John Mill’s contributions to the Canadian music industry have helped many artists develop their careers and receive international recognition for their work.
A great supporter of Canadian talent, Mills began lobbying to protect the rights of artists, and became an instrumental force in the creation of Canadian content legislation after joining the Composers, Authors and Publishers Association of Canada (CAPAC) in 1957.
“The industry wouldn’t be what it is today without this legislation,” he says, reflecting back on the status of Canadian arts in the ‘60s and ‘70s. “So many people don’t realize what the conditions were like, and how hard it was. Many opportunities have opened up now.”
Mills was called to the bar at York University in 1953 and managed a private law practice before applying for a position as legal counsel of CAPAC. At the time, he was one of only a handful of lawyers who was familiar with CAPAC and Canadian performing rights and laws.
Eleven years later, CAPAC appointed Mills to the position of general manager, and he worked in this capacity and as legal counsel until his retirement in 1989.
Mills also served on the administrative council and executive bureau of the International Confederation of Societies of Composers and Authors from 1968 to 1988. He remains the only Canadian to serve as president of the executive bureau.
In 1962, Mills filed a brief with the Board of Broadcast Governors advocating Canadian content legislation to require radio and television stations to perform original Canadian works. He wanted to provide the public with the opportunity to hear this material, and form opinions on the merit of works created by their fellow Canadians.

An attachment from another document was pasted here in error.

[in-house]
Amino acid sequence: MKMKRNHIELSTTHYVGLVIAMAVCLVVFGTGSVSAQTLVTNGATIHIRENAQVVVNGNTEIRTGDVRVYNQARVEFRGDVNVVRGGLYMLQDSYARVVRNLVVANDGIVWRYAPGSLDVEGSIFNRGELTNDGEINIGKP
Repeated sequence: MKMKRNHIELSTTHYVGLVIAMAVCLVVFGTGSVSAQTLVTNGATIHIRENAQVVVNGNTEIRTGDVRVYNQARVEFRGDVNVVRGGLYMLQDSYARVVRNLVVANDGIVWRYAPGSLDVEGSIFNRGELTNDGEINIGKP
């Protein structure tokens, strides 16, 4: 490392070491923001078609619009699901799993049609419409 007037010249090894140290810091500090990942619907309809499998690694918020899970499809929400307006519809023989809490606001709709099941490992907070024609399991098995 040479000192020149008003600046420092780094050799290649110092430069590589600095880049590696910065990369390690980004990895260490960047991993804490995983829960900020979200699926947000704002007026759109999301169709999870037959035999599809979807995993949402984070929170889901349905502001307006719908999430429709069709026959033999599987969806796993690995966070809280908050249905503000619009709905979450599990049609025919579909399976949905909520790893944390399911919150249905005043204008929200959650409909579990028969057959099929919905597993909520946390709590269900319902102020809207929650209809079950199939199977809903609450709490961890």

Mills also submitted briefs and made presentations to the Fowler Committee on Broadcasting, the Copyright Appeal Board and the Committee on Broadcasting of the House of Commons.
His relentless efforts to promote and protect the rights of songwriters led to the eventual adoption of the MAPL system of defining Canadian content in 1971, and further amendments to our broadcasting legislations.
A greater acknowledgment of our artists at home, and a new international recognition of original Canadian songwriters followed.
Although the industry has grown tremendously, Mills believes the legislation is still “very much needed today.” He lists Gordon Lightfoot, Rita McNeil, Bachman Turner Overdrive and The Stampeders among his favourite Canadian artists.
Mills has received numerous awards for his contributions to the Canadian music industry, including the Queen Elizabeth Silver Jubilee Medal and appointment as an Officer of the Order of Canada.
The Canadian Academy of Recording Arts and Sciences takes great pleasure in honoring John Mills as this year’s recipient of the Walt Grealis Special Achievement Award.
“It’s nice to be recognized by my peers,” says Mills, adding that many of the past recipients are his friends.
Written by Kathryn Dorrell